Rheinmetall is a German producer of civil and military products. Recently its G3 machine riffles were located on patrol vessels of the Myanmar armed forces. It is just one of the examples of were the arms by the Düsseldorf-based transnational are used by armed forces severely violating human rights.
The corporation has military businesses on all continents: in Asia (China, Singapore), South Africa, Mexico, the Middle East (UAE and Saudi Arabia), Russia, EU/NATO+ (included Australia) and it has created a lobby office in Brussels in 2018 to deal with “EU and NATO affairs,” and to play “an active role in shaping the increasing consolidation of the European defence sector.”
This article will look into the structures existing in the Netherlands. The company is created over a long time and incorporates Dutch military companies such as Stork and Eurometaal. According to the Catalogue of Netherlands Defense Related Industries of the Dutch Government Commissariat Military Production (CMP) of the Ministry of Economics Rheinmetaal Nederland is active in the fields: Ammunition, simulators, armoured vehicles, missiles/torpedos, sensors (radar/sonar/optronics) and more.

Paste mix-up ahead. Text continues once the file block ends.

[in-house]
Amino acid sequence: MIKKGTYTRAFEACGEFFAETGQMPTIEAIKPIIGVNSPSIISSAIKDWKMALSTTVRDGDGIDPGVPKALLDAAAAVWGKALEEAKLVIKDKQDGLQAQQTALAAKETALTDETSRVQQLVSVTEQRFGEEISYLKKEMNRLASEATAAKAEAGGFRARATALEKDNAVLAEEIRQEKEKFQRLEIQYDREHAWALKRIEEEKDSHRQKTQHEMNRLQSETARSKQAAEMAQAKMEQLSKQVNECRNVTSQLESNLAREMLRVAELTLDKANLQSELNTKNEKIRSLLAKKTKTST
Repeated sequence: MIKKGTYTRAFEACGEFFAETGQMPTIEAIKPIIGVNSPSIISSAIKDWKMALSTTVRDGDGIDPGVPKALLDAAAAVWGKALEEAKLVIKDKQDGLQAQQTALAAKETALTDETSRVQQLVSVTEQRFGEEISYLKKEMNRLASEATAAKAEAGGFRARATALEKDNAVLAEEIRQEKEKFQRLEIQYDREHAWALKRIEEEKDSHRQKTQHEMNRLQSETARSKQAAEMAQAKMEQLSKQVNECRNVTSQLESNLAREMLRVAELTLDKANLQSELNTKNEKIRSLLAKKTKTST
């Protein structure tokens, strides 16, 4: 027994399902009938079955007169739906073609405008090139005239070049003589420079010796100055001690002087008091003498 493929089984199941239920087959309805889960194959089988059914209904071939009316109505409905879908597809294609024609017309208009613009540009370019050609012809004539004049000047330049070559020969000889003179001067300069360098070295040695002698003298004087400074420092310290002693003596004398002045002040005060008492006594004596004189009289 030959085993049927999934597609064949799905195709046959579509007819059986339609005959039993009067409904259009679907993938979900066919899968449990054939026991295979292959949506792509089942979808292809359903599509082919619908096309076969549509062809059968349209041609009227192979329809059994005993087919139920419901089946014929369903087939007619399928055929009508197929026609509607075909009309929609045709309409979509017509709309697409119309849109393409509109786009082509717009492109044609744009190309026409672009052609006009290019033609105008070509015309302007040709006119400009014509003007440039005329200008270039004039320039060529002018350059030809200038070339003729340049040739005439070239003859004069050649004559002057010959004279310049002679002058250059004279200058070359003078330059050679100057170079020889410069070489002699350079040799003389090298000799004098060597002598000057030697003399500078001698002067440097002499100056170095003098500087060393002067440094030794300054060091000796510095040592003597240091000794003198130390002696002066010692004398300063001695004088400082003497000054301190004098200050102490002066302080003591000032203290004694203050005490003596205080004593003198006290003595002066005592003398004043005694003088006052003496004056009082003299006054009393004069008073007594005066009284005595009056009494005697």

Rheinmetall Netherlands B.V. in Hengelo is a financial holding according to the Chamber of Commerce. It’s capital is over € 9 million. The holding is mentioned in the latest Rheinmetall Annual Report on 2019 (although with € 0.9 million equity). The director, since 1993, is Johannes Vonk. He is borne in 1942, so he nears his eighties. Vonk was previously the financial and commercial director of a major Dutch production plant of ammunition, Eurometaal, and spokesman for the company during a scandal concerning exports of 20,0000 shell cases in the period 1985- August 1987 to Voest-Noricum in Austria, with its final destination Iran at the time of its war with Iraq. Vonk was also spokeperson during a controversial sale of fragmentation grenades (M483A1) to Turkey. Eurometaal, already a Rheinmetall daughter, closed its gates in 2003. But surprisingly still exists as a financial holding and 100% daughter of Rheinmetall Netherlands B.V. directed by a senior seasoned in the military business.